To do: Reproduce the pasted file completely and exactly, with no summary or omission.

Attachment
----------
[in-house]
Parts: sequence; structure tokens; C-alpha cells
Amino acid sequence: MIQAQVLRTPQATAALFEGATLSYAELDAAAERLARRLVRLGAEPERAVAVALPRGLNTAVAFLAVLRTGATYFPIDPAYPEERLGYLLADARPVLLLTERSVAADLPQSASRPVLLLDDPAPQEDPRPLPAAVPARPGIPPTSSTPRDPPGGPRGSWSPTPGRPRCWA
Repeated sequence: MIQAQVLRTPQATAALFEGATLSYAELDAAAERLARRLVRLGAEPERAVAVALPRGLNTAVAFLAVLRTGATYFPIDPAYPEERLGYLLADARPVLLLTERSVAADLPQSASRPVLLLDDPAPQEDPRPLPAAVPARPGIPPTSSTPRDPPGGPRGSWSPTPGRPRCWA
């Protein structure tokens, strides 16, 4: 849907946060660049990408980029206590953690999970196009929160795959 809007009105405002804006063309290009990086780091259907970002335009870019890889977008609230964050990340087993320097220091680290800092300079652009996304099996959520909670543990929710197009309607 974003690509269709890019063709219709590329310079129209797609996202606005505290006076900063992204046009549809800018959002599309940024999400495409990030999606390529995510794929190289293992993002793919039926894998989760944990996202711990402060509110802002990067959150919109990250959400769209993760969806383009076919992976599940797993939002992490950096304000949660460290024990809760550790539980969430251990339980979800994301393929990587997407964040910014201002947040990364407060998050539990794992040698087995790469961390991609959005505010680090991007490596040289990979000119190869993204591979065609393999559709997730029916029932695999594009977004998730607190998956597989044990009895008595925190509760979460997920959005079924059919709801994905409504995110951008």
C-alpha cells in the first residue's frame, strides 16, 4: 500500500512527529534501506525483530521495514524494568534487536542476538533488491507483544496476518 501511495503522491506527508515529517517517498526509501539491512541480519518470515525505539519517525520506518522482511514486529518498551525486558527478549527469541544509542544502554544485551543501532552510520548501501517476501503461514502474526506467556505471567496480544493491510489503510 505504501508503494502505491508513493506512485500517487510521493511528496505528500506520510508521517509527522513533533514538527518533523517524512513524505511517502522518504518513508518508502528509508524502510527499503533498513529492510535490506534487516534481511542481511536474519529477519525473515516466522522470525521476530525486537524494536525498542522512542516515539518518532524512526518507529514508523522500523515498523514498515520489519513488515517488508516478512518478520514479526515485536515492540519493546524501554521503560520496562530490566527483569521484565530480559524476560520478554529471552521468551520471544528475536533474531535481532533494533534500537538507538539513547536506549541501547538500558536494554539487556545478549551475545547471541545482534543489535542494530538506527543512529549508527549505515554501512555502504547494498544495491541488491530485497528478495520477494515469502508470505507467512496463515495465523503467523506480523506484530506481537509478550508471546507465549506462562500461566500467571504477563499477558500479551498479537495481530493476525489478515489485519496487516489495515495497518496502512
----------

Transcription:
[in-house]
Parts: sequence; structure tokens; C-alpha cells
Amino acid sequence: MIQAQVLRTPQATAALFEGATLSYAELDAAAERLARRLVRLGAEPERAVAVALPRGLNTAVAFLAVLRTGATYFPIDPAYPEERLGYLLADARPVLLLTERSVAADLPQSASRPVLLLDDPAPQEDPRPLPAAVPARPGIPPTSSTPRDPPGGPRGSWSPTPGRPRCWA
Repeated sequence: MIQAQVLRTPQATAALFEGATLSYAELDAAAERLARRLVRLGAEPERAVAVALPRGLNTAVAFLAVLRTGATYFPIDPAYPEERLGYLLADARPVLLLTERSVAADLPQSASRPVLLLDDPAPQEDPRPLPAAVPARPGIPPTSSTPRDPPGGPRGSWSPTPGRPRCWA
């Protein structure tokens, strides 16, 4: 849907946060660049990408980029206590953690999970196009929160795959 809007009105405002804006063309290009990086780091259907970002335009870019890889977008609230964050990340087993320097220091680290800092300079652009996304099996959520909670543990929710197009309607 974003690509269709890019063709219709590329310079129209797609996202606005505290006076900063992204046009549809800018959002599309940024999400495409990030999606390529995510794929190289293992993002793919039926894998989760944990996202711990402060509110802002990067959150919109990250959400769209993760969806383009076919992976599940797993939002992490950096304000949660460290024990809760550790539980969430251990339980979800994301393929990587997407964040910014201002947040990364407060998050539990794992040698087995790469961390991609959005505010680090991007490596040289990979000119190869993204591979065609393999559709997730029916029932695999594009977004998730607190998956597989044990009895008595925190509760979460997920959005079924059919709801994905409504995110951008």
C-alpha cells in the first residue's frame, strides 16, 4: 500500500512527529534501506525483530521495514524494568534487536542476538533488491507483544496476518 501511495503522491506527508515529517517517498526509501539491512541480519518470515525505539519517525520506518522482511514486529518498551525486558527478549527469541544509542544502554544485551543501532552510520548501501517476501503461514502474526506467556505471567496480544493491510489503510 505504501508503494502505491508513493506512485500517487510521493511528496505528500506520510508521517509527522513533533514538527518533523517524512513524505511517502522518504518513508518508502528509508524502510527499503533498513529492510535490506534487516534481511542481511536474519529477519525473515516466522522470525521476530525486537524494536525498542522512542516515539518518532524512526518507529514508523522500523515498523514498515520489519513488515517488508516478512518478520514479526515485536515492540519493546524501554521503560520496562530490566527483569521484565530480559524476560520478554529471552521468551520471544528475536533474531535481532533494533534500537538507538539513547536506549541501547538500558536494554539487556545478549551475545547471541545482534543489535542494530538506527543512529549508527549505515554501512555502504547494498544495491541488491530485497528478495520477494515469502508470505507467512496463515495465523503467523506480523506484530506481537509478550508471546507465549506462562500461566500467571504477563499477558500479551498479537495481530493476525489478515489485519496487516489495515495497518496502512